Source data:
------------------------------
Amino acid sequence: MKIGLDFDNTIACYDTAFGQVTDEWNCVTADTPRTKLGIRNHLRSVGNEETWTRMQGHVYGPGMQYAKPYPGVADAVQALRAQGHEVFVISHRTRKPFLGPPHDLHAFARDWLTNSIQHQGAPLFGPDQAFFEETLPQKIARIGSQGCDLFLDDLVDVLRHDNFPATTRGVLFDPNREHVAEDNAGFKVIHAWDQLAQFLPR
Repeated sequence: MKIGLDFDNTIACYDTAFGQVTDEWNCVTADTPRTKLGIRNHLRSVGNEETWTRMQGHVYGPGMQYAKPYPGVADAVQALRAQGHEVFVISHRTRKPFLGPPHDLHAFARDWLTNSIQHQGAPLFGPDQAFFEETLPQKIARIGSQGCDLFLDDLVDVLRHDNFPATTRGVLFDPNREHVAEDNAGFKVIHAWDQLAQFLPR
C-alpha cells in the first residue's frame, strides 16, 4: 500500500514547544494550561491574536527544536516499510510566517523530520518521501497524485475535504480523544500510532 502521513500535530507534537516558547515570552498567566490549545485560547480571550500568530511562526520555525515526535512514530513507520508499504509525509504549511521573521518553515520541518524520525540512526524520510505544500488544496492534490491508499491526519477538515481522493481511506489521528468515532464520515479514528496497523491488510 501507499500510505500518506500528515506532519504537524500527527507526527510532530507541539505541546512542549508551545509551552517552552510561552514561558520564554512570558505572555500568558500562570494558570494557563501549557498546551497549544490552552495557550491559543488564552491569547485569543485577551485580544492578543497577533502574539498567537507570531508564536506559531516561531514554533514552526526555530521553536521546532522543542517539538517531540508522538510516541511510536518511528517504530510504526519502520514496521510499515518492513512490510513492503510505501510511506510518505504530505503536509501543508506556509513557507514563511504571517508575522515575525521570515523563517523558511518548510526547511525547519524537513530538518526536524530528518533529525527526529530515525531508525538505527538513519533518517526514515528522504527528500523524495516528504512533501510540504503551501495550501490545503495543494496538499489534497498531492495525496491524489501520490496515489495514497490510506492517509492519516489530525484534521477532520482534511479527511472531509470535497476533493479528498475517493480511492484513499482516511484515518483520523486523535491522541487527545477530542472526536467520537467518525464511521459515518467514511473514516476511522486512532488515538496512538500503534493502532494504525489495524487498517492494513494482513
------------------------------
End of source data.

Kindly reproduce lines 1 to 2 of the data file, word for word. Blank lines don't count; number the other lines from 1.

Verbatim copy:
Amino acid sequence: MKIGLDFDNTIACYDTAFGQVTDEWNCVTADTPRTKLGIRNHLRSVGNEETWTRMQGHVYGPGMQYAKPYPGVADAVQALRAQGHEVFVISHRTRKPFLGPPHDLHAFARDWLTNSIQHQGAPLFGPDQAFFEETLPQKIARIGSQGCDLFLDDLVDVLRHDNFPATTRGVLFDPNREHVAEDNAGFKVIHAWDQLAQFLPR
Repeated sequence: MKIGLDFDNTIACYDTAFGQVTDEWNCVTADTPRTKLGIRNHLRSVGNEETWTRMQGHVYGPGMQYAKPYPGVADAVQALRAQGHEVFVISHRTRKPFLGPPHDLHAFARDWLTNSIQHQGAPLFGPDQAFFEETLPQKIARIGSQGCDLFLDDLVDVLRHDNFPATTRGVLFDPNREHVAEDNAGFKVIHAWDQLAQFLPR